Kori SSP Donations
As you may know I have solicited donations of flies using Kori and money to send to the nice folks that collect the feathers for us. All the donations have been sent to the Kori SSP Fund at the National Zoo. It has totaled several thousand dollars and it is being put to good use. The following, written by Sara Hallager Co-Chair of the Kori SSP and the person who made this program a reality, giving a brief synopsis of what our donations are doing:
EthoTrak behavior study
A breeding program for the kori bustard (Ardeotis kori) in the United States is managed under the auspices of the Association of Zoos and Aquariums as a Species Survival Plan (SSP) species. The United States SSP captive breeding program for kori bustards aims to maintain populations that are genetically and demographically self-sustaining without relying on continued imports from the wild. In captivity, breeding is currently limited to a few prolific individuals and a greater understanding of the behavioral repertoire of reproductive and non-reproductive individuals is needed. The precise descriptions of kori bustard behaviors can provide a standard that can be used for systematic and quantitative study of kori bustard behavior, both in the wild and in captivity. A greater understanding of kori bustard behavior can help improve breeding success of captive birds and aid future conservation efforts.
A greater understanding of kori bustard interactions with conspecifics, heterospecifics, humans and the environment at other facilities is a necessary first step towards development and implementation of effective captive management practices. Few detailed descriptions of bustard behavior have been published, yet such manuscripts provide a valuable basis for quantitative study of behavior. Several institutions are now participating in a joint behavioral study on kori bustards using software called Ethotrak. Ethotrak is a digital system for collecting behavioral data within zoological institutions. Zoos currently collecting data on kori bustards include: Birmingham Zoo, Cheyenne Mountain Zoo, Dallas Zoo, Living Desert, Miami Metro Zoo, and Smithsonian National Zoological Park, White Oak Conservation Center and Zoo Atlanta. A total of 25 kori bustards are being monitored.
With support from the kori bustard feather project, palm pilots for data collection have been purchased and software support has been funded. Additional funds are needed to bring on additional zoos to increase the sample size.
Assessing Reproductive Parameters in Captive Kori bustards (Ardeotis kori) using Non-invasive Fecal Hormone Analysis
When animals fail to breed in captivity, causes of the failure can often be determined through hormone evaluation. Hormonal evaluations historically used serum, obtained through invasive techniques, which required restraint of the animal. Such testing causes stress and risks affecting the overall health and reproductive status of the individual. Today, reproductive hormones also can be measured without the stress of capture and restraint through analysis of naturally excreted fecal samples.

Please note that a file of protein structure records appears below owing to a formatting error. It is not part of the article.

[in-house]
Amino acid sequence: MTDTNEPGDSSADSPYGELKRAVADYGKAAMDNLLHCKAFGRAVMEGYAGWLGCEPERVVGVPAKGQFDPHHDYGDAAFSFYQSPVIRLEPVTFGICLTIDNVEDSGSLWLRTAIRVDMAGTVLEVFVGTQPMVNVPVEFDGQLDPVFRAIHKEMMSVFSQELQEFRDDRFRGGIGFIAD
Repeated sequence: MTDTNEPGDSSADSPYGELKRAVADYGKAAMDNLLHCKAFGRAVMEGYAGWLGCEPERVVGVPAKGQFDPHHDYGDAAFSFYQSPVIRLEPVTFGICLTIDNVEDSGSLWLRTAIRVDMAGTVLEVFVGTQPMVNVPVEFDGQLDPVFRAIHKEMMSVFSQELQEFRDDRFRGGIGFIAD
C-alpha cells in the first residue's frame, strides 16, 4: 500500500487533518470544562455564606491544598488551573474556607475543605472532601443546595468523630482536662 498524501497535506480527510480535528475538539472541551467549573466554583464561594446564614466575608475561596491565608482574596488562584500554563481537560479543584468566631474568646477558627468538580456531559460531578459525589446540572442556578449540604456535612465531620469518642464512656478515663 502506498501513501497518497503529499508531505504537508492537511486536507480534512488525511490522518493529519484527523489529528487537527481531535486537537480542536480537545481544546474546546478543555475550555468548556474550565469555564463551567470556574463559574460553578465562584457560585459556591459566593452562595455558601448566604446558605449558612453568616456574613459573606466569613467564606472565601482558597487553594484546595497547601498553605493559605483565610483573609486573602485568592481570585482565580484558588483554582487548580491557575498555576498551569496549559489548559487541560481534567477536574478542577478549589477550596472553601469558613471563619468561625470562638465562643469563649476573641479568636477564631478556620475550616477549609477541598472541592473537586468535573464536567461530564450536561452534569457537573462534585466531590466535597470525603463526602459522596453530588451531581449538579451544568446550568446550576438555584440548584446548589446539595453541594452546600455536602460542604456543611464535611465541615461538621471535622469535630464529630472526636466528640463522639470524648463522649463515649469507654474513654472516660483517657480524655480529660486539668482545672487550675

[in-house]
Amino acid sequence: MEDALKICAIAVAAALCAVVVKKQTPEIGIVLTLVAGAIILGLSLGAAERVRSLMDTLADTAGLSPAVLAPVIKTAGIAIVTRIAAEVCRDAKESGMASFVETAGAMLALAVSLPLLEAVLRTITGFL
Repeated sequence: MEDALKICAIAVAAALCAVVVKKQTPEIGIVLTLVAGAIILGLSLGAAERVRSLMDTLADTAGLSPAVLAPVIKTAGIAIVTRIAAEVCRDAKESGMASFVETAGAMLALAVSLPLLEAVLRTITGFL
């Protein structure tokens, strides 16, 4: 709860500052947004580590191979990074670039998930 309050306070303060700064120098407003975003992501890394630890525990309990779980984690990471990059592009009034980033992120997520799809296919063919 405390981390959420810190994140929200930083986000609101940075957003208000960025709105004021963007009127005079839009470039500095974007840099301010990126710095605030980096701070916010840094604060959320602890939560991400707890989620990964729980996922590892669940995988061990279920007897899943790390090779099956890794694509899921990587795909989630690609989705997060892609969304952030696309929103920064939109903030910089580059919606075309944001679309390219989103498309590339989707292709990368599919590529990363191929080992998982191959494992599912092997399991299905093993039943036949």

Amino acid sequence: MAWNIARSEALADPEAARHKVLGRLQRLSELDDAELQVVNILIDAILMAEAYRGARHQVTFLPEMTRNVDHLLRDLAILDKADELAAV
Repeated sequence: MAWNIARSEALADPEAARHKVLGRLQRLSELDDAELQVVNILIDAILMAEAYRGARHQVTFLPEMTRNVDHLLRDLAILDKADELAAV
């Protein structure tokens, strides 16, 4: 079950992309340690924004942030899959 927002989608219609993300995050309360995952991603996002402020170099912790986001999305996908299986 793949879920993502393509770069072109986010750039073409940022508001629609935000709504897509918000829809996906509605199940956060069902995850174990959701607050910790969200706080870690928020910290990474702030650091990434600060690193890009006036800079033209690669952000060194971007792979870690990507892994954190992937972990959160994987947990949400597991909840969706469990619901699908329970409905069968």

The development of a self-sustaining population of kori bustards is a priority for the kori bustard Species Survival Plan. Essential to achieving this goal is the need to better understand the factors affecting reproductive fitness in the species. A major challenge currently facing managers is determining why success rates vary between institutions as well as why some birds at successful breeding centers breed while others do not. Although husbandry practices have improved significantly over the past decade, the number of breeding individuals remains small and little is known about the reproductive physiology of these birds. Currently, managers do not fully understand why some birds are breeding and why some are not even when housed under seemingly similar situations. Understanding the relationship between endocrine physiology and reproductive success may yield information on the proximate causes of breeding failure in the species. Such information will be important for improving husbandry practices in the captive population. The objective of this project is to develop baseline information on the reproductive biology of the kori bustard by measuring levels of testosterone and progesterone.
Support from the kori bustard feather project has allowed the assaying of fecal samples collected to date and preliminary results to be obtained. Additional funds are needed to complete the study and publish the results.
It may be selfish on our part in the long run but the more we assist them in their breeding program the more birds there will be for us to receive feathers from in the future.
March 2011 Our recent fund raising has not been in vain. I've just received this good news the from Kori SSP. "We will be purchasing 20 video cameras with your recent fund raising efforts that will be sent to zoos to produce a video husbandry manual. We have the how to's of keeping koris on paper, but having videos and pictures on a DVD will be incredibly useful." The thanks goes to all of us.